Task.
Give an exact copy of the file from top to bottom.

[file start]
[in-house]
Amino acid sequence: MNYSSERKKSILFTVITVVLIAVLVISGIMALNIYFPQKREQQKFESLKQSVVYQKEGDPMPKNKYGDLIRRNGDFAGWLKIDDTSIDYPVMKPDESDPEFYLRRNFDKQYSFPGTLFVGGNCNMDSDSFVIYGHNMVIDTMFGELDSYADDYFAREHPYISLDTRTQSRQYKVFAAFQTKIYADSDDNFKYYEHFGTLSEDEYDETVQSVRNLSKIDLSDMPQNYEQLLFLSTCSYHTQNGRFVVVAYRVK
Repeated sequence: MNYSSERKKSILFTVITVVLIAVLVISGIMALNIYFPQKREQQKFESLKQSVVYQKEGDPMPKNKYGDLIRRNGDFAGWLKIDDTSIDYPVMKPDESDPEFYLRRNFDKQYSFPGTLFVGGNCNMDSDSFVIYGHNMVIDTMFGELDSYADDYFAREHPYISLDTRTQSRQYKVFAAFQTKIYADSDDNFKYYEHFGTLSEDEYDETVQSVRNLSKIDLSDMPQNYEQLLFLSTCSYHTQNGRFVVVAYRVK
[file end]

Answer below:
[in-house]
Amino acid sequence: MNYSSERKKSILFTVITVVLIAVLVISGIMALNIYFPQKREQQKFESLKQSVVYQKEGDPMPKNKYGDLIRRNGDFAGWLKIDDTSIDYPVMKPDESDPEFYLRRNFDKQYSFPGTLFVGGNCNMDSDSFVIYGHNMVIDTMFGELDSYADDYFAREHPYISLDTRTQSRQYKVFAAFQTKIYADSDDNFKYYEHFGTLSEDEYDETVQSVRNLSKIDLSDMPQNYEQLLFLSTCSYHTQNGRFVVVAYRVK
Repeated sequence: MNYSSERKKSILFTVITVVLIAVLVISGIMALNIYFPQKREQQKFESLKQSVVYQKEGDPMPKNKYGDLIRRNGDFAGWLKIDDTSIDYPVMKPDESDPEFYLRRNFDKQYSFPGTLFVGGNCNMDSDSFVIYGHNMVIDTMFGELDSYADDYFAREHPYISLDTRTQSRQYKVFAAFQTKIYADSDDNFKYYEHFGTLSEDEYDETVQSVRNLSKIDLSDMPQNYEQLLFLSTCSYHTQNGRFVVVAYRVK